Why stock investors will continue to lose...
LAST MONTH, the Federal Reserve Bank of San Francisco published a gloomy forecast, writes Bill Bonner, founder of the Daily Reckoning.
Its analysts said that stocks were likely to earn paltry returns over the next 10 years. The reason cited was simple enough; stockholders don't live forever.
'Demography is destiny,' said Auguste Comte. 'It works the other way around too,' he might have added. If they thought they were going to live longer, America's most ubiquitous age cohort — the baby boomers — might continue to buy stocks. Instead, the cold hand of the grave is on their shoulders and on the whole economy. The boomers are retiring at the rate of 10,000 per day over the next 18 years. They will sell stocks to finance their remaining years.
Old people have always been a drag on an economy. Migrating tribes left them behind. Eskimos put them out on the ice. Old people generally bowed to their fate with good grace. In times of famine, for example, they stopped eating so the young might live.
Mortality has doomed the stock market, says the S.F. Fed. P/E ratios will likely be cut in half. Investors are unlikely to see their stocks return to 2010 levels, says the report, until 2027. And this assumes that US companies will continue to grow profits as they did since 1954. Not very likely. Because democracy, energy, and financial quackery are destiny too. Jointly and severally, they are responsible for the biggest financial debacle in history.
This week, Deutsche Bank came out with a report of its own. It, too, is confident that the "Golden Age" — 1982-2007 — is over. In its place is a "Grey Age." Instead of the nominal 12.8% gains of the Golden Age, investors have gotten returns of — 2.8% per annum for the last 4 years. Deutsche Bank expects stock market investors to lose about 10% of their money — in real terms — over the next 10 years, while the economy goes through 3 recessions!
But what would you expect? Everything droops. For the last 3 or 4 centuries the winning formula for developed economies and their governments has been simple: More energy. More output. More people. More credit. More promises. This formula has been so effective for so long people began to think it was destiny itself. It's not. Instead, it is slave to destiny not its master.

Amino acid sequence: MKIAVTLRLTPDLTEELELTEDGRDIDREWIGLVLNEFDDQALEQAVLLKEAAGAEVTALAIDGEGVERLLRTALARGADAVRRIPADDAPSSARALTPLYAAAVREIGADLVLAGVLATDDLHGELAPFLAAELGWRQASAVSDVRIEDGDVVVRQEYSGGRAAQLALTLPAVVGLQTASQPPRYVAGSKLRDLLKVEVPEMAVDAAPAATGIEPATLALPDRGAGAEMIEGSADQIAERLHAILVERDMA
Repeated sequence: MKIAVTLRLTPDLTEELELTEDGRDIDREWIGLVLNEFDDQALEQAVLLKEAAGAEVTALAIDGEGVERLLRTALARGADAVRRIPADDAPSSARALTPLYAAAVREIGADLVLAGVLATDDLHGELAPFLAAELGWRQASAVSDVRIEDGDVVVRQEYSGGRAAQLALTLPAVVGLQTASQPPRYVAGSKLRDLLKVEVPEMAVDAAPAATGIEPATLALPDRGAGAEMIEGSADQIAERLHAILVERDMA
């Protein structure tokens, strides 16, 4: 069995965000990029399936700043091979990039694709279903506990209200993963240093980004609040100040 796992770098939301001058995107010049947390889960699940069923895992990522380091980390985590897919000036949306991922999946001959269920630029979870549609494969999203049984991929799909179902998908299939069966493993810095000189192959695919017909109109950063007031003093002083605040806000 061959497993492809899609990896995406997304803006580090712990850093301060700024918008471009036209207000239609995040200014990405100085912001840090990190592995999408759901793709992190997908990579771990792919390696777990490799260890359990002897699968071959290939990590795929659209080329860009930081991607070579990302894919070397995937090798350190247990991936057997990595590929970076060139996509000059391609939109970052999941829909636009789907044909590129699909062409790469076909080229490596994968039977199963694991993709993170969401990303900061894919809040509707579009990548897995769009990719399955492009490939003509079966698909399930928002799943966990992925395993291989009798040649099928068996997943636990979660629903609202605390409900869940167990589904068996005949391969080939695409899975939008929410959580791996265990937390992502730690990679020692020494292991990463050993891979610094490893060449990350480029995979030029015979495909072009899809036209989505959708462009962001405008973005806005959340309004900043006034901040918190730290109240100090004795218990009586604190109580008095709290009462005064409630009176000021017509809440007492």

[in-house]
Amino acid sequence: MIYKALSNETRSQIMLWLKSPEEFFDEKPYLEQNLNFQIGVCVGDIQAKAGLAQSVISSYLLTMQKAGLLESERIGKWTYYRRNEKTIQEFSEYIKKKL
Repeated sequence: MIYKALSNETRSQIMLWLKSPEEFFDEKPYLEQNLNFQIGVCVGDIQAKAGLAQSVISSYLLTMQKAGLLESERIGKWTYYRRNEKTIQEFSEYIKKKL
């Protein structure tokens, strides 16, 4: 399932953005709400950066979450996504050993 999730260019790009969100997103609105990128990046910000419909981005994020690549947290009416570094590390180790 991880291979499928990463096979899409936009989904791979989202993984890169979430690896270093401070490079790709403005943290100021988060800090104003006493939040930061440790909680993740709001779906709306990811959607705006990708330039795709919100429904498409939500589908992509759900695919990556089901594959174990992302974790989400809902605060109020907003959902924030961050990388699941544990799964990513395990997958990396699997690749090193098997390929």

By 2007, the slave was put in his place. The business cycle turned sour. Native populations in Europe and Japan are falling. Energy use per person in the developed world has leveled off. Private sector credit is shrinking. So is real private sector output.
The feds responded to this challenge as they had to every post-WWII slowdown. They added more — more money, more credit. The government itself spent more money and used more energy. But the economy did not react in the old manner.
An obvious reason: people are no longer as young and sans-soucis as they used to be. A young man's eye may be drawn to fast German cars or slick Italian suits. But an old man can barely see at all. The baby boomers no longer roll their joints; they rub them. And they are no longer the source of an economic boom; now, they are the proximate cause of the bust.
But there's more to this new Grey Age than demography. People too are subject to the law of declining marginal utility. They wear out. But so do even the most enduring and impressive economic trends. There were only 450 million people on the planet in 1500. It took 99,000 years to reach that level. Then, over the next 5 centuries, the population soared 10 times. Today, it is hard to find a parking place in any major city. How was such a big jump in population possible? Destiny was demography. With ready, cheap energy at hand, man could grow more food. And then he could ship it all around the world. And he could put his talents to work making more and better machines...which would vastly increase his output and his standard of living.
But the Machine Age ages too. The first tractors appeared more than 100 years ago. They may have increased production 10...20...100 times. Since then, improvements have been incremental, not revolutionary. We have bigger, faster, better tractors — that use more energy than ever.
Meanwhile, energy itself came to be more expensive. When the price of energy rose in the '70s, the "30 glorious years" that followed WWII were soon over. Hourly wage rates stopped increasing and have not gone up since.
Yes, there is plenty of energy around. But it is net output that you get from energy that counts, not the raw output. If a gallon of gasoline costs $5...it must produce more than $5 in additional output or the economy gets poorer. As the price rises fewer and fewer new energy apps pay off.
Likewise, credit is subject to the law of declining marginal utility too. In 1950, an additional Dollar of credit added about 70 cents to GDP. By 2007, the US economy was adding more than $5 of debt to produce a single new Dollar's worth of GDP. Now, the feds' new credit inputs produce negative real returns.
The jig is up. More no longer works
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